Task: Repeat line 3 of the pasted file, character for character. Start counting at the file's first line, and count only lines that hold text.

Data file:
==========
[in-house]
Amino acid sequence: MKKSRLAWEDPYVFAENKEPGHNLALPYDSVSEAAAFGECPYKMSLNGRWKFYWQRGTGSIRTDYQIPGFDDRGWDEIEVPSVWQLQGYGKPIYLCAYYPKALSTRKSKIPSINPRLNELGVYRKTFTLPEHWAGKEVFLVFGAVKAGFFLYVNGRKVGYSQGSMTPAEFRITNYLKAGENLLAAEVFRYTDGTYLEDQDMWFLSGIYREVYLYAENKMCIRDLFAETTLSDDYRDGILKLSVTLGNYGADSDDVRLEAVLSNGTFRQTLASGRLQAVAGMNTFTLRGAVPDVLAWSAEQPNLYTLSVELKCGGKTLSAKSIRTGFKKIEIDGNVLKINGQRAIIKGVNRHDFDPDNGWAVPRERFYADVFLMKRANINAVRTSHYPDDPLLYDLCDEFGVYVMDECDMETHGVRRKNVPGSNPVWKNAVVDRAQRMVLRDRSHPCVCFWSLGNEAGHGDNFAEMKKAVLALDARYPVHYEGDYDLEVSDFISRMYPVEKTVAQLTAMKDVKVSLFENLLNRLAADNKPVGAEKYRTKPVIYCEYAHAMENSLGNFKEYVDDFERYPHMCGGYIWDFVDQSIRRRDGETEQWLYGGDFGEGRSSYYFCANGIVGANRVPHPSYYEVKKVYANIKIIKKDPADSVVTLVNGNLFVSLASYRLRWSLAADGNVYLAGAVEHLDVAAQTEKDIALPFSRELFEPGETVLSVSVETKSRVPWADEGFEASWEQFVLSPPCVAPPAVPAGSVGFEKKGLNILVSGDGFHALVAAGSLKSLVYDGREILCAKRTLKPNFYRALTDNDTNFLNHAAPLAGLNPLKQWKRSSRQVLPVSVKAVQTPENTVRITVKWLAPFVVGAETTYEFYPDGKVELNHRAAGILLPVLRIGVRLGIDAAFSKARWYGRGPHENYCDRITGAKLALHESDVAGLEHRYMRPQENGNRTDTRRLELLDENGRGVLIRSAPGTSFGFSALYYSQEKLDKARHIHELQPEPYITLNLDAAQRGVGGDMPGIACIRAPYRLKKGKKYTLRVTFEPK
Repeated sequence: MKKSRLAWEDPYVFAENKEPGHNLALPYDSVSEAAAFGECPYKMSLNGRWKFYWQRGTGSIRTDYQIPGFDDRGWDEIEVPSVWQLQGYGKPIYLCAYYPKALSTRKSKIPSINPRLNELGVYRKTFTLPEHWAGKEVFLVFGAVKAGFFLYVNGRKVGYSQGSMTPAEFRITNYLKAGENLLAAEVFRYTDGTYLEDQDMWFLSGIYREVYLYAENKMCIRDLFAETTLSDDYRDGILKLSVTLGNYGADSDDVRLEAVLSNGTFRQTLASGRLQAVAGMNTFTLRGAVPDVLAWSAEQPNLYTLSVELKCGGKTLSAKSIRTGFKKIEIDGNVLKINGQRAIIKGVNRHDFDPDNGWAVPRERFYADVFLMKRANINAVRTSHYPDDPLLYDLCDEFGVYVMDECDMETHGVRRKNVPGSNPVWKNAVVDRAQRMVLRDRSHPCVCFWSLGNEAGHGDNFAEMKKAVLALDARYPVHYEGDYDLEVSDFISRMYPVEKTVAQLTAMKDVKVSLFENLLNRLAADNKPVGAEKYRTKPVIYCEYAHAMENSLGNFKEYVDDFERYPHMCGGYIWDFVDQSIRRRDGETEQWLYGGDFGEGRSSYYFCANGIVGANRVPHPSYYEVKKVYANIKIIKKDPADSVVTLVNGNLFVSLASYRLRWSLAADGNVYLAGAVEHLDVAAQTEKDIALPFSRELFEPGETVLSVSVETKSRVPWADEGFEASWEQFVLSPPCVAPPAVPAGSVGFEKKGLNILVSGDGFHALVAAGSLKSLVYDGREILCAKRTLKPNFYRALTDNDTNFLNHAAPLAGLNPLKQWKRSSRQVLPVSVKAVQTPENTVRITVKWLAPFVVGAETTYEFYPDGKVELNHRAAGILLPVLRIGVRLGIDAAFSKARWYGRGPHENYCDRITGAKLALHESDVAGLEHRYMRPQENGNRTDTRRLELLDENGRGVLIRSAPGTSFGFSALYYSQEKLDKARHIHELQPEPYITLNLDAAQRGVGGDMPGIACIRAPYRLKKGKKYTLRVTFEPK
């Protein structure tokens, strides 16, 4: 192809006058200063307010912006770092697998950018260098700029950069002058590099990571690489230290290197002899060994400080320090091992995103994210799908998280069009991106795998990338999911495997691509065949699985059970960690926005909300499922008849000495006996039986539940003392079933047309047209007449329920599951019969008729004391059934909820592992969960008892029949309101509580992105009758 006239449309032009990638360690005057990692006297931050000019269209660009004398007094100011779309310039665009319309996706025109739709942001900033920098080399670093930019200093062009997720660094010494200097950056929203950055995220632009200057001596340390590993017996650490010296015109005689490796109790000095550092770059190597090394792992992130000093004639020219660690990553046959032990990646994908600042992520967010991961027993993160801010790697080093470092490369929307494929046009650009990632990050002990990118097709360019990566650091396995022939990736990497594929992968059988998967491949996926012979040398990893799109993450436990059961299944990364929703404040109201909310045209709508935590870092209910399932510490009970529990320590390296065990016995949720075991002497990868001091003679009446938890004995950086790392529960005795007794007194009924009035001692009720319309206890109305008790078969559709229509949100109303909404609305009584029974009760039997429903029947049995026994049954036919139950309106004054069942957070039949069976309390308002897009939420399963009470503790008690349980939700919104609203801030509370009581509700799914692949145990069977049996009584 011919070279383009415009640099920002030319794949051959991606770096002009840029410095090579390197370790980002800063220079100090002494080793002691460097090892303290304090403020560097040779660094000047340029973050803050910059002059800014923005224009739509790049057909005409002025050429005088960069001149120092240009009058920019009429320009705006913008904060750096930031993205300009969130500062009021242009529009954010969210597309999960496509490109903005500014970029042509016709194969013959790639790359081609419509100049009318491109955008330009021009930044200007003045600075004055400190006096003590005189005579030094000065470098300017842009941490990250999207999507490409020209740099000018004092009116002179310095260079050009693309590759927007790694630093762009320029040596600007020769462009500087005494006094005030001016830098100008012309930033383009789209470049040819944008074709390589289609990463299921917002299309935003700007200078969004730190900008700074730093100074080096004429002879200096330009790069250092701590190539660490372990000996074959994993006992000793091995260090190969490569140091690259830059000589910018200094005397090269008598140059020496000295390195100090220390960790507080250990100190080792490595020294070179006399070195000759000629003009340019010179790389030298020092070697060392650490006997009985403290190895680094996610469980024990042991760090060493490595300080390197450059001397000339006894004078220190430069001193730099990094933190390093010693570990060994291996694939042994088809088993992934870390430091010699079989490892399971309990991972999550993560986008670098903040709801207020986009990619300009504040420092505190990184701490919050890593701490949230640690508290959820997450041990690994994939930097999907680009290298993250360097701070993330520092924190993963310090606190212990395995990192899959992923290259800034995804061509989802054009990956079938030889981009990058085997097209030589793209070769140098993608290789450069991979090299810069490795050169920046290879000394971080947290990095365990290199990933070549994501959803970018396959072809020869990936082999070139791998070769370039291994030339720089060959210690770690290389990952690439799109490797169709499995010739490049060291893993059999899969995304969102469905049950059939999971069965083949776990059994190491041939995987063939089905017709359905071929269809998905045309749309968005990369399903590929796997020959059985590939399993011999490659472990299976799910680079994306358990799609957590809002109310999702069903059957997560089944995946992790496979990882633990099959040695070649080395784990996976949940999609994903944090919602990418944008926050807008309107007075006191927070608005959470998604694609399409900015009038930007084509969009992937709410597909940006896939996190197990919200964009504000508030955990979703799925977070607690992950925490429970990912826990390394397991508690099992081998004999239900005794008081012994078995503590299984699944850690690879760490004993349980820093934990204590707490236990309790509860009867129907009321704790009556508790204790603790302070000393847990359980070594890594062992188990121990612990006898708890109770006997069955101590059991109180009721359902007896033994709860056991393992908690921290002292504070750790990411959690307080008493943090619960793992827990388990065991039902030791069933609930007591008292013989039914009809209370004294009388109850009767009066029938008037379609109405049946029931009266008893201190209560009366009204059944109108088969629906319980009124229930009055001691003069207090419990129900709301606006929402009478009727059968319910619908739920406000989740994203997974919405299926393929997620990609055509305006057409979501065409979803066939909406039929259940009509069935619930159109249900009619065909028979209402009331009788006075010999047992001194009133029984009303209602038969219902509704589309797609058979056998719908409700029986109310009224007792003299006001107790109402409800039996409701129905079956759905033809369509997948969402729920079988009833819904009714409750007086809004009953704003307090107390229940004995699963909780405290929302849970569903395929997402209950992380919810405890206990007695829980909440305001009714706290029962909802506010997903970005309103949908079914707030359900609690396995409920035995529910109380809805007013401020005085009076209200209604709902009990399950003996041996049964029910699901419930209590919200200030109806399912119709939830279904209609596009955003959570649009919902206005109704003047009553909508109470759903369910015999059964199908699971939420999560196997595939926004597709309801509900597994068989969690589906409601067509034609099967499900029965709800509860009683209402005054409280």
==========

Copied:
Repeated sequence: MKKSRLAWEDPYVFAENKEPGHNLALPYDSVSEAAAFGECPYKMSLNGRWKFYWQRGTGSIRTDYQIPGFDDRGWDEIEVPSVWQLQGYGKPIYLCAYYPKALSTRKSKIPSINPRLNELGVYRKTFTLPEHWAGKEVFLVFGAVKAGFFLYVNGRKVGYSQGSMTPAEFRITNYLKAGENLLAAEVFRYTDGTYLEDQDMWFLSGIYREVYLYAENKMCIRDLFAETTLSDDYRDGILKLSVTLGNYGADSDDVRLEAVLSNGTFRQTLASGRLQAVAGMNTFTLRGAVPDVLAWSAEQPNLYTLSVELKCGGKTLSAKSIRTGFKKIEIDGNVLKINGQRAIIKGVNRHDFDPDNGWAVPRERFYADVFLMKRANINAVRTSHYPDDPLLYDLCDEFGVYVMDECDMETHGVRRKNVPGSNPVWKNAVVDRAQRMVLRDRSHPCVCFWSLGNEAGHGDNFAEMKKAVLALDARYPVHYEGDYDLEVSDFISRMYPVEKTVAQLTAMKDVKVSLFENLLNRLAADNKPVGAEKYRTKPVIYCEYAHAMENSLGNFKEYVDDFERYPHMCGGYIWDFVDQSIRRRDGETEQWLYGGDFGEGRSSYYFCANGIVGANRVPHPSYYEVKKVYANIKIIKKDPADSVVTLVNGNLFVSLASYRLRWSLAADGNVYLAGAVEHLDVAAQTEKDIALPFSRELFEPGETVLSVSVETKSRVPWADEGFEASWEQFVLSPPCVAPPAVPAGSVGFEKKGLNILVSGDGFHALVAAGSLKSLVYDGREILCAKRTLKPNFYRALTDNDTNFLNHAAPLAGLNPLKQWKRSSRQVLPVSVKAVQTPENTVRITVKWLAPFVVGAETTYEFYPDGKVELNHRAAGILLPVLRIGVRLGIDAAFSKARWYGRGPHENYCDRITGAKLALHESDVAGLEHRYMRPQENGNRTDTRRLELLDENGRGVLIRSAPGTSFGFSALYYSQEKLDKARHIHELQPEPYITLNLDAAQRGVGGDMPGIACIRAPYRLKKGKKYTLRVTFEPK